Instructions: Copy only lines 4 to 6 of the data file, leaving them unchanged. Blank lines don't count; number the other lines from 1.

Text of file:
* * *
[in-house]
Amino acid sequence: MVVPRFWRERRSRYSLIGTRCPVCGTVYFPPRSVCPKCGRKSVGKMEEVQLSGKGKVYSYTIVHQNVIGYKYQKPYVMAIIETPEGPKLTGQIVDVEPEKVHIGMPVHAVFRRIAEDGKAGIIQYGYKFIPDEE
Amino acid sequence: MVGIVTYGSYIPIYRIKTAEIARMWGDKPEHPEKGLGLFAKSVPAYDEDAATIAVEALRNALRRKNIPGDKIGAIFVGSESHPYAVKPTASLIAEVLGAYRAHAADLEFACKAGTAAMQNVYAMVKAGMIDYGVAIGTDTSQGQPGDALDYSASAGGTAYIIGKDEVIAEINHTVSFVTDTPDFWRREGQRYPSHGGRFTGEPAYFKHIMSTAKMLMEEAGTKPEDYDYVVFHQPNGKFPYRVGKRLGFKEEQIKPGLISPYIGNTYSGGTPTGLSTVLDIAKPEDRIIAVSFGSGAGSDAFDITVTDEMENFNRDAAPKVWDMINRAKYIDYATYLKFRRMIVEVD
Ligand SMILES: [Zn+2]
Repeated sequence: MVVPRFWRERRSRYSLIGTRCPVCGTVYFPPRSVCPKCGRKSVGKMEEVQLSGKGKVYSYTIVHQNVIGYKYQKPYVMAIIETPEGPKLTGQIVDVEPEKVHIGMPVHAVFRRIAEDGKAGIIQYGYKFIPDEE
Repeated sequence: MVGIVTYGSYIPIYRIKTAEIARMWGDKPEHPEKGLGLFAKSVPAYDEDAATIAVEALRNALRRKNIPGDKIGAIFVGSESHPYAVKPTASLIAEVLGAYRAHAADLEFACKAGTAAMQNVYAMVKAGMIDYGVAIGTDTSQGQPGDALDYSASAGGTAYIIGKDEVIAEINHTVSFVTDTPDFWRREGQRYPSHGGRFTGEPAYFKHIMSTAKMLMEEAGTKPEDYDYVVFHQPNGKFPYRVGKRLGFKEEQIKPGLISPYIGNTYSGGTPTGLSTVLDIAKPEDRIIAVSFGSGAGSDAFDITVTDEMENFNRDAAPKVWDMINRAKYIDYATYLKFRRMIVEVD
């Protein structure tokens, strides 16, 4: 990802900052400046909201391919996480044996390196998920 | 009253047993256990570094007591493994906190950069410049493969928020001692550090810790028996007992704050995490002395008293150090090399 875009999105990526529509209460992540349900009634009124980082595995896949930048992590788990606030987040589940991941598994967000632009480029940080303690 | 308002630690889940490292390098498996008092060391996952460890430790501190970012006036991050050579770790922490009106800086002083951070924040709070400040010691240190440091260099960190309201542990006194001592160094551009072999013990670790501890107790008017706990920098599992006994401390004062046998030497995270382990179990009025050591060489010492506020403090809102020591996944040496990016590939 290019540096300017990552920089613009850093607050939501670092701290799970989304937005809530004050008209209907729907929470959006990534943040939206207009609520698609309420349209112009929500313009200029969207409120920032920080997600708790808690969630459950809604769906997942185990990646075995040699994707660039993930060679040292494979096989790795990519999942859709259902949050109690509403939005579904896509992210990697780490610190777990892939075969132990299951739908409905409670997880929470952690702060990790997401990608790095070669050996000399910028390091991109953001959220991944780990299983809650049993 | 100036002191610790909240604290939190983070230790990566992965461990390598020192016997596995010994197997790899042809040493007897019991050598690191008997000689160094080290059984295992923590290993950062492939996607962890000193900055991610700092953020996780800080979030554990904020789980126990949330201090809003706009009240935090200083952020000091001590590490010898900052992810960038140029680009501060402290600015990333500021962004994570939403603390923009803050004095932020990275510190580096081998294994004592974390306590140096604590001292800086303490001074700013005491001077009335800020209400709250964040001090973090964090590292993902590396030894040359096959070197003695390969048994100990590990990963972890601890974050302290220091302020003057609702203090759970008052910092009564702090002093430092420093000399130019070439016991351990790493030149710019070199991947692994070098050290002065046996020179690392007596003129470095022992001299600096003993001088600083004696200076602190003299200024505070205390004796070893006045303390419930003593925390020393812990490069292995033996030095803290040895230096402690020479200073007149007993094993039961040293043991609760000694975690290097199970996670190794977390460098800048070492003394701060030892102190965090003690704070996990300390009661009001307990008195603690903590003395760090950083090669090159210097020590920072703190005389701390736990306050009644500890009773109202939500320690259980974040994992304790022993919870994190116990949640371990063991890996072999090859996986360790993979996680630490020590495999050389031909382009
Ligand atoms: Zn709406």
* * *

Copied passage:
Ligand SMILES: [Zn+2]
Repeated sequence: MVVPRFWRERRSRYSLIGTRCPVCGTVYFPPRSVCPKCGRKSVGKMEEVQLSGKGKVYSYTIVHQNVIGYKYQKPYVMAIIETPEGPKLTGQIVDVEPEKVHIGMPVHAVFRRIAEDGKAGIIQYGYKFIPDEE
Repeated sequence: MVGIVTYGSYIPIYRIKTAEIARMWGDKPEHPEKGLGLFAKSVPAYDEDAATIAVEALRNALRRKNIPGDKIGAIFVGSESHPYAVKPTASLIAEVLGAYRAHAADLEFACKAGTAAMQNVYAMVKAGMIDYGVAIGTDTSQGQPGDALDYSASAGGTAYIIGKDEVIAEINHTVSFVTDTPDFWRREGQRYPSHGGRFTGEPAYFKHIMSTAKMLMEEAGTKPEDYDYVVFHQPNGKFPYRVGKRLGFKEEQIKPGLISPYIGNTYSGGTPTGLSTVLDIAKPEDRIIAVSFGSGAGSDAFDITVTDEMENFNRDAAPKVWDMINRAKYIDYATYLKFRRMIVEVD